What Property Is Exempt in a Chapter 7 Bankruptcy?
Under Chapter 7 bankruptcy laws, debtors are allowed to keep certain property, regardless of their specific financial circumstances and the amount of debts owed. Although part of the debtor’s property may be subject to repossession by lien holders if the property was pledged as security for a loan and the payments aren’t made, equity in the property is protected by exemptions laws.
A Chapter 7 bankruptcy provides no repayment plan for an individual’s debts. In this type of bankruptcy, often referred to as liquidation bankruptcy, a trustee gathers the debtor’s nonexempt assets and sells them to pay debts owed to creditors and other entities. However, under asset protection laws, certain property is exempt from liquidation. Although the property that is considered collateral for a loan is not protected, equity in the property is protected by exemption laws and may afford borrowers certain rights against second or third lien holders or holders of judgment liens. Chapter 7 bankruptcy exemptions protect assets to allow debtors to have a fresh start.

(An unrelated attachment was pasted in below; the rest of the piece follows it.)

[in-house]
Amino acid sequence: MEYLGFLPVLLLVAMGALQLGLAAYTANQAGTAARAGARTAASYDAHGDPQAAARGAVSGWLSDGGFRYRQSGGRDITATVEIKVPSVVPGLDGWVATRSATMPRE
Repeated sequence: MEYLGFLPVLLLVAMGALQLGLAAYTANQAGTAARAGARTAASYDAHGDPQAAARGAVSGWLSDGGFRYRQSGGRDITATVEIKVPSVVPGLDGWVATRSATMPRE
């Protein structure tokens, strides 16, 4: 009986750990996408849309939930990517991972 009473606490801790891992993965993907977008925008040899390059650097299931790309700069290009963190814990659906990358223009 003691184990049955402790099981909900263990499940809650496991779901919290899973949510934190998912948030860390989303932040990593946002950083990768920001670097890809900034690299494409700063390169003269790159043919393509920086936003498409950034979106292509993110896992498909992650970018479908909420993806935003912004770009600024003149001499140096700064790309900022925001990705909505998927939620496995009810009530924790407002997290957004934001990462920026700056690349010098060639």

Although there are certain protections under federal bankruptcy laws, property exemptions vary from state to state. The federal bankruptcy code provides a list of exemptions, but Nevada residents must follow state laws. In Nevada, Chapter 7 bankruptcy filers are allowed the following property exemptions:
- Real Property – A Nevada homestead exemption for real property or a mobile home up to $550,000. The limit cannot be doubled for spouses who are filing together.
- Motor Vehicles – A motor vehicle up to $15,000. There is no limit for vehicles that are equipped for people who are disabled.
- Personal Property – Furniture, household items, electronics, appliances, clothing, landscaping equipment owned by debtor up to $12,000; Art, musical instruments, books and jewelry up to $5,000; Life insurance (no limit); Annuity contracts (no limit), and one gun.
- Wild Card Exemption – A Nevada wildcard exemption of up to $10,000 can be used to protect equity, if other exemptions fall short.
- Wage Garnishment – Disposable weekly earnings up to 82 percent, or hourly wages up to 50 times the federal minimum per week, whichever is greater. A bankruptcy court may increase these allowances for low-income debtors.